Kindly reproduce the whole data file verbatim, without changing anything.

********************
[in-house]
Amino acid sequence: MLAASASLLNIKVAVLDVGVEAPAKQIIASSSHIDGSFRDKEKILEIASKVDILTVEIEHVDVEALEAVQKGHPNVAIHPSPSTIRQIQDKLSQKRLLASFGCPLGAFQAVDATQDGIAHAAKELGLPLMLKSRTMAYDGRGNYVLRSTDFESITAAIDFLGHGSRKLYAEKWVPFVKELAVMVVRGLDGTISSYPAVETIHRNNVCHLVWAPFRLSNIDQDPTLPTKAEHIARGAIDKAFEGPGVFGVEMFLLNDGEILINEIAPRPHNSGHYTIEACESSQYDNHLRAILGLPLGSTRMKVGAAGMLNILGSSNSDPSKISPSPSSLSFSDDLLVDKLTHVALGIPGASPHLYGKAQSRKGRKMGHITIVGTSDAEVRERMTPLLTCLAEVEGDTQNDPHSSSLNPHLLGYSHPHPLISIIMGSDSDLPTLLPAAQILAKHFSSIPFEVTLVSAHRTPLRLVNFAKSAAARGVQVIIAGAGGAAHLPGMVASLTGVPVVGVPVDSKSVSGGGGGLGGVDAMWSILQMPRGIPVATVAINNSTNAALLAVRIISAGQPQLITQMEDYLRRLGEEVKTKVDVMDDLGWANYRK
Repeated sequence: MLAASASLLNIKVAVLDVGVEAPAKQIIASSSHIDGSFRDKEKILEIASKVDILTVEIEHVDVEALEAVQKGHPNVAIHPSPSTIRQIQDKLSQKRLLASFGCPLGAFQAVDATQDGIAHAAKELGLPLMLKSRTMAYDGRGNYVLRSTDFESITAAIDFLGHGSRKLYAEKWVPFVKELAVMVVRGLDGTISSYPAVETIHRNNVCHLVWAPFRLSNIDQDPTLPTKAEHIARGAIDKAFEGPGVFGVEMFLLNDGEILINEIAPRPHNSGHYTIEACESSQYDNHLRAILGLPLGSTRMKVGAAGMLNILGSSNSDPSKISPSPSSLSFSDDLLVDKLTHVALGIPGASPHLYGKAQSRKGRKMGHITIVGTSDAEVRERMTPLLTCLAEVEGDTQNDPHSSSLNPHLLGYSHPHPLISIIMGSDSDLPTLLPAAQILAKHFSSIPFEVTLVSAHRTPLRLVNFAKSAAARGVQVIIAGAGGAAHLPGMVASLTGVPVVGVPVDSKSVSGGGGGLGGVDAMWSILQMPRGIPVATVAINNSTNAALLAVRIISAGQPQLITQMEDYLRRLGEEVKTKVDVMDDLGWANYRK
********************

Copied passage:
[in-house]
Amino acid sequence: MLAASASLLNIKVAVLDVGVEAPAKQIIASSSHIDGSFRDKEKILEIASKVDILTVEIEHVDVEALEAVQKGHPNVAIHPSPSTIRQIQDKLSQKRLLASFGCPLGAFQAVDATQDGIAHAAKELGLPLMLKSRTMAYDGRGNYVLRSTDFESITAAIDFLGHGSRKLYAEKWVPFVKELAVMVVRGLDGTISSYPAVETIHRNNVCHLVWAPFRLSNIDQDPTLPTKAEHIARGAIDKAFEGPGVFGVEMFLLNDGEILINEIAPRPHNSGHYTIEACESSQYDNHLRAILGLPLGSTRMKVGAAGMLNILGSSNSDPSKISPSPSSLSFSDDLLVDKLTHVALGIPGASPHLYGKAQSRKGRKMGHITIVGTSDAEVRERMTPLLTCLAEVEGDTQNDPHSSSLNPHLLGYSHPHPLISIIMGSDSDLPTLLPAAQILAKHFSSIPFEVTLVSAHRTPLRLVNFAKSAAARGVQVIIAGAGGAAHLPGMVASLTGVPVVGVPVDSKSVSGGGGGLGGVDAMWSILQMPRGIPVATVAINNSTNAALLAVRIISAGQPQLITQMEDYLRRLGEEVKTKVDVMDDLGWANYRK
Repeated sequence: MLAASASLLNIKVAVLDVGVEAPAKQIIASSSHIDGSFRDKEKILEIASKVDILTVEIEHVDVEALEAVQKGHPNVAIHPSPSTIRQIQDKLSQKRLLASFGCPLGAFQAVDATQDGIAHAAKELGLPLMLKSRTMAYDGRGNYVLRSTDFESITAAIDFLGHGSRKLYAEKWVPFVKELAVMVVRGLDGTISSYPAVETIHRNNVCHLVWAPFRLSNIDQDPTLPTKAEHIARGAIDKAFEGPGVFGVEMFLLNDGEILINEIAPRPHNSGHYTIEACESSQYDNHLRAILGLPLGSTRMKVGAAGMLNILGSSNSDPSKISPSPSSLSFSDDLLVDKLTHVALGIPGASPHLYGKAQSRKGRKMGHITIVGTSDAEVRERMTPLLTCLAEVEGDTQNDPHSSSLNPHLLGYSHPHPLISIIMGSDSDLPTLLPAAQILAKHFSSIPFEVTLVSAHRTPLRLVNFAKSAAARGVQVIIAGAGGAAHLPGMVASLTGVPVVGVPVDSKSVSGGGGGLGGVDAMWSILQMPRGIPVATVAINNSTNAALLAVRIISAGQPQLITQMEDYLRRLGEEVKTKVDVMDDLGWANYRK